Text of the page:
It’s time for Nigeria to adopt a more favourable oil export policy. Here’s why


On July 15th, President Muhammadu Buhari, ordered the Nigerian National Petroleum Commission (NNPC) to ban 113 sea vessels from lifting crude oil from Nigerian shores. This decision resulted from a probe, carried out by the Federal Government, which reported that the volume of Nigerian crude that was delivered to buyers abroad was noticeably lesser than the volume of crude lifted from Nigerian shores. Though this decision was rescinded on the 8th of September, it was subject to these Very Large Crude Carriers (VLCC) owners providing a ‘letter of comfort’ assuring Nigeria that their ships were free and would not be used for oil theft within Nigerian shores. This has prompted these vessel owners to boycott lifting Nigerian crude from Nigerian shores, citing the strict conditions in the letter of comfort as ‘unfavourable’. Other vessel owners have referenced exorbitant fees which have discouraged buyers for now. Indian refinery company Hindustan Petroleum Corp (HPCL), one of Nigeria’s crude buyers in Asia, has been finding it hard to book vessels to bring Nigerian crude to their shores according to a report.

Crude oil stakeholders in Nigeria have called on the Federal Government to use this opportunity to review Nigeria’s trade policies and switch from the Free-On-Board (FOB) policy to the Cost, Insurance and Freight policy (CIF). The General Secretary of the The Indigenous Ship Owners’s Association of Nigeria (ISAN) General Secretary, Captain Olaniyi Labinjo, made this assertion when he claimed the boycott by these VLCC owners was a ploy to pressure the Nigerian Government to change its decision because they would not be able to sell illegally. Nigeria is presently the only remaining nation in the World that still uses the FOB policy to transport ‘wet cargoes’ like crude oil.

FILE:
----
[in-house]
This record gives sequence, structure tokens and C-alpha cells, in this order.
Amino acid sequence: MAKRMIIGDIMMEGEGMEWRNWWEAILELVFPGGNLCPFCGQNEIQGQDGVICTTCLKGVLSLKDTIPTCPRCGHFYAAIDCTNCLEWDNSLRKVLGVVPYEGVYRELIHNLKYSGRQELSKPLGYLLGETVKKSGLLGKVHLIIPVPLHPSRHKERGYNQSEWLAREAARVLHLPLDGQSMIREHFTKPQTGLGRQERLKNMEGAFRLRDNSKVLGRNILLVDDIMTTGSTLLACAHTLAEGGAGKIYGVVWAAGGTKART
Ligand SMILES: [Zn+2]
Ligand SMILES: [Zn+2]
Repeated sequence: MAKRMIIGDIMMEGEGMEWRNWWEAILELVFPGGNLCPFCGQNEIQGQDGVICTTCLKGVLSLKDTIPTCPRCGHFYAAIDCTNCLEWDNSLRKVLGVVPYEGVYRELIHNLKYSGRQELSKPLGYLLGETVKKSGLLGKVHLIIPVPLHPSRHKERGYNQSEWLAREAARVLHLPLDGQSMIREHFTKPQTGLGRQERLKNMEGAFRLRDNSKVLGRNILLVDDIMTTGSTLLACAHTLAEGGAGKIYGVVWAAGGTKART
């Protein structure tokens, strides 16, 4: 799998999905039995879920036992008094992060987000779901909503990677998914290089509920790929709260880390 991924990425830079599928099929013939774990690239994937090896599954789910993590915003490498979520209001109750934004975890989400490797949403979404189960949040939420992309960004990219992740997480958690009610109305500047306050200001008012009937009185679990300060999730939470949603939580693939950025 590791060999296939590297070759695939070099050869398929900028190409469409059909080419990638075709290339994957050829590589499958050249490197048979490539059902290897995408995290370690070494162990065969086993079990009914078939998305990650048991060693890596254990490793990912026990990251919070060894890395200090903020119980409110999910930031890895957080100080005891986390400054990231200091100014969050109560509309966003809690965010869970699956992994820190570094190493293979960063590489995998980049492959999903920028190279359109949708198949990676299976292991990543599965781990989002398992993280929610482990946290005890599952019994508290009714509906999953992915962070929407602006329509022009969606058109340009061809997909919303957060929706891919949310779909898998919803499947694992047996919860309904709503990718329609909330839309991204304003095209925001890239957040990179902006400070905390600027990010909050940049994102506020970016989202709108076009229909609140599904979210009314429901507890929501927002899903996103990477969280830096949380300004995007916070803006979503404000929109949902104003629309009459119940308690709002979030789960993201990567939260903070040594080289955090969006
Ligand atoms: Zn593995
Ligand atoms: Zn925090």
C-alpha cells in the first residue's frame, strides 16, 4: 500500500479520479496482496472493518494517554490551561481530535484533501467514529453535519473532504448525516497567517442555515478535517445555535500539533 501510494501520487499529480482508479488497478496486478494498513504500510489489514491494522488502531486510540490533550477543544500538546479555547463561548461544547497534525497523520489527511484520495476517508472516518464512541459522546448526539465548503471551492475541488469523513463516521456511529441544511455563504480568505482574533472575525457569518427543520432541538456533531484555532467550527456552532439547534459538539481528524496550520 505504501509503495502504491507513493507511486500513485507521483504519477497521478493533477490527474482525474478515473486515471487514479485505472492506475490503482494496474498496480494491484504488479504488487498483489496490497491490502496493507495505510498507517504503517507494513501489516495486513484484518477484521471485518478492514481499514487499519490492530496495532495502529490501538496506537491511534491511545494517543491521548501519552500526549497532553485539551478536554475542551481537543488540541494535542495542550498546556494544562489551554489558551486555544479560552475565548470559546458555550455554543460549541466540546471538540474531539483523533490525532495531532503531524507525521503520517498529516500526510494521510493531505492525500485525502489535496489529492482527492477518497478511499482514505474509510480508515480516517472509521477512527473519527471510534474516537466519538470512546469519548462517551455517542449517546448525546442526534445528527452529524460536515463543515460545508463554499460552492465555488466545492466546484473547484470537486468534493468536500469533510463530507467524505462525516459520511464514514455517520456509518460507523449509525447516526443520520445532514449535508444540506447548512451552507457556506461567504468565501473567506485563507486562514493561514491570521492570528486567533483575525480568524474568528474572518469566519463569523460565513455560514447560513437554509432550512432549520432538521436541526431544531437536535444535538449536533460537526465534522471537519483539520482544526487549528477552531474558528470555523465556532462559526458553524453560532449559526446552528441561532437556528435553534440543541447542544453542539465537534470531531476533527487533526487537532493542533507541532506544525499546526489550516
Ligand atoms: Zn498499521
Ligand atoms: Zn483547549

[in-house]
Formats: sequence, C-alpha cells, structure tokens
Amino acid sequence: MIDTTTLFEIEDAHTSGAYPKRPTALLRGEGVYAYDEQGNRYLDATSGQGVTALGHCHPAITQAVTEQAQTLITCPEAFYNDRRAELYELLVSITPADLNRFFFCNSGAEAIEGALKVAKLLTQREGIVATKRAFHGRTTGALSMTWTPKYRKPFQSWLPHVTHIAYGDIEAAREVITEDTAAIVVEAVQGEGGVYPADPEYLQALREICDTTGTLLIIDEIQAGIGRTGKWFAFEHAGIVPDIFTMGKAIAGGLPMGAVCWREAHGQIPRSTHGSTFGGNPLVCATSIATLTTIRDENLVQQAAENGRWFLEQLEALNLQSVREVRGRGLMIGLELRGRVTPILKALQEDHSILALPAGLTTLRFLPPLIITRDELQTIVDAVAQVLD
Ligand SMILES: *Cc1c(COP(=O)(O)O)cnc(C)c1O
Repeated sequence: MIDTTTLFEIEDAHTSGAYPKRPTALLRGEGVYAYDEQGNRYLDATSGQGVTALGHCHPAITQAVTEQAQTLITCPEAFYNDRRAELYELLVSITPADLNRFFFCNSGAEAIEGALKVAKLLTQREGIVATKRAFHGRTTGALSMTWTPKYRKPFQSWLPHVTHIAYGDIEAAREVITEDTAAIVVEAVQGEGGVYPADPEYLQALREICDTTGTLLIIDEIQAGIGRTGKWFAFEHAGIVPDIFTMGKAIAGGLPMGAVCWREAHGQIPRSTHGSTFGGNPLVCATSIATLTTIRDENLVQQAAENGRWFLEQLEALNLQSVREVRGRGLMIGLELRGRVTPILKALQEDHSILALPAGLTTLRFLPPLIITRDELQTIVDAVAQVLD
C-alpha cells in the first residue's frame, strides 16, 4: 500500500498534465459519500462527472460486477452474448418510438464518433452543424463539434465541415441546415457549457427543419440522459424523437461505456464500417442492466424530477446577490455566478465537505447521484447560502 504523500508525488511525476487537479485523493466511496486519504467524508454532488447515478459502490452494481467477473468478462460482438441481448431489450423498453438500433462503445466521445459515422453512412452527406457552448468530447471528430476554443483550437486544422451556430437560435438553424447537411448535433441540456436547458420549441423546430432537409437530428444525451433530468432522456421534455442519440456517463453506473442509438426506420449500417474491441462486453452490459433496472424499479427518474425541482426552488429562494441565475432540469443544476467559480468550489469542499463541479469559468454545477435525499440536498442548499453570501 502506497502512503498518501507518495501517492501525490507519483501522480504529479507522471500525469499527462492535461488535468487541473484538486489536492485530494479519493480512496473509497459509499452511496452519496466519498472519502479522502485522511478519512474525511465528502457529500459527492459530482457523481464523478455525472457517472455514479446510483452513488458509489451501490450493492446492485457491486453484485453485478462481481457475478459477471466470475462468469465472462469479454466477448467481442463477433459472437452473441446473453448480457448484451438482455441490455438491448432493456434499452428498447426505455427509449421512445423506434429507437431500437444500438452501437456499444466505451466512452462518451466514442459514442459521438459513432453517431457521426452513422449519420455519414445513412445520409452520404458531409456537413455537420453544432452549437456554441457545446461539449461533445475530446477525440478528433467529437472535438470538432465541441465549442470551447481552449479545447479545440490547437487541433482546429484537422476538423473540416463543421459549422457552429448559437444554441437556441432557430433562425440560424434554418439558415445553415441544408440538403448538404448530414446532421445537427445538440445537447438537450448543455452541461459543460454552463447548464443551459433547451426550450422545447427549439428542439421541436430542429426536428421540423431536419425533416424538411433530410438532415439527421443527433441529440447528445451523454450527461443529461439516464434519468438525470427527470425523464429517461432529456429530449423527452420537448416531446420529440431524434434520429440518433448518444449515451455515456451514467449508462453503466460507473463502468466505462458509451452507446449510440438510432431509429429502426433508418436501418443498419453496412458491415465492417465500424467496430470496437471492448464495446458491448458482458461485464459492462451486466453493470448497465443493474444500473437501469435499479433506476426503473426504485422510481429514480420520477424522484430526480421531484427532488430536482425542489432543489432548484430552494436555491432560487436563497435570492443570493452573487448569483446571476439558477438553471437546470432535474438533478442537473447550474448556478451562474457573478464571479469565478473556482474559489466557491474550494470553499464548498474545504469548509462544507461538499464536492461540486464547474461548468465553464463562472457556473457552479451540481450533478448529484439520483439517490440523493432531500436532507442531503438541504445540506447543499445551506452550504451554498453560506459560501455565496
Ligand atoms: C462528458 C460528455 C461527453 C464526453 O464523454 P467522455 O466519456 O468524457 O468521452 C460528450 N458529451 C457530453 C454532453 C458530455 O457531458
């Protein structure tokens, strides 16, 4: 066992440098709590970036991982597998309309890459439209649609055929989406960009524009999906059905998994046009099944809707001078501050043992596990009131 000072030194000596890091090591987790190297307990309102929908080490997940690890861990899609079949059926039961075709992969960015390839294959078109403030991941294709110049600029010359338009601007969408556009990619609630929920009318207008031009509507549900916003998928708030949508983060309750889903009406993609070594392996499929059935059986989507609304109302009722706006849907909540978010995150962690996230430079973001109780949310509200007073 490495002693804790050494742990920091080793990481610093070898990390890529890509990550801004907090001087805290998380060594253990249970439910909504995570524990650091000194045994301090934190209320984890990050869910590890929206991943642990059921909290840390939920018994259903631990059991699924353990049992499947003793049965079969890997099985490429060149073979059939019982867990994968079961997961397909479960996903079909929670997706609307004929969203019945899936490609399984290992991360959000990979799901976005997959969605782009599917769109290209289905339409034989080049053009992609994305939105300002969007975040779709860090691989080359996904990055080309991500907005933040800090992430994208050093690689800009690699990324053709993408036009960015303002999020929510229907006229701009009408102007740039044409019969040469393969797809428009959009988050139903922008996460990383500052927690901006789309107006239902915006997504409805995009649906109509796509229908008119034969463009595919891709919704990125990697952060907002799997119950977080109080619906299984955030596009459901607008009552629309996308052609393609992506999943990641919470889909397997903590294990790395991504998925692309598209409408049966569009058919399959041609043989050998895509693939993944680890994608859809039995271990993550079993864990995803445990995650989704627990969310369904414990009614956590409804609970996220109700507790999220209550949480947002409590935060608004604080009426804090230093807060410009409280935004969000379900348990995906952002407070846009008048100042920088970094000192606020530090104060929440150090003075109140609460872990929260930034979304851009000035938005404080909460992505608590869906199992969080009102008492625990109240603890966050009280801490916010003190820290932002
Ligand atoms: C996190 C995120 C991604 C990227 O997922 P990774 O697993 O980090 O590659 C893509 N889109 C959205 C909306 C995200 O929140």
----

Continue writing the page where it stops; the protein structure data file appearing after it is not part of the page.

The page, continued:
The FOB policy means the sellers are responsible for the loading of the crude onto the vessels in Nigerian sea terminals. The buyers are also responsible for the freight of the crude onboard the vessels, the cost of transportation and the risks involved. The NNPC loads crude onto these vessels and is responsible for what happens to the crude until these vessels leave Nigerian waters. However, allegedly, before these vessels leave Nigerian shores, the vessel owners sell them to Nigerian buyers illegally which in turn incur losses to the NNPC; hence, the ban on these VLCCs. The CIF on the other hand, demands responsibility from the sellers to the point of delivery to the buyers. This suggests that if Nigeria switches to this policy it will enable the NNPC to monitor crude oil from the point of delivery to the buyer.

Changing the policy from the FOB to the CIF could see an increase in the number of Nigerians investing in VLCCs and encourage indigenous ship owners. Presumably, the federal government would rather involve Nigerian vessels that could be monitored as opposed to international vessels that cannot.  Captain Olaniyi Labinjo further said the government should initiate policies to enable capacity building and to change the carriage of crude on CIF rather than POB. Nigeria was scheduled to export 68 cargoes of about 2.4 million barrels per day this October before this recent setback. Considering this boycott by foreign crude vessel owners, the time for the government to review this trade policy is overdue. 

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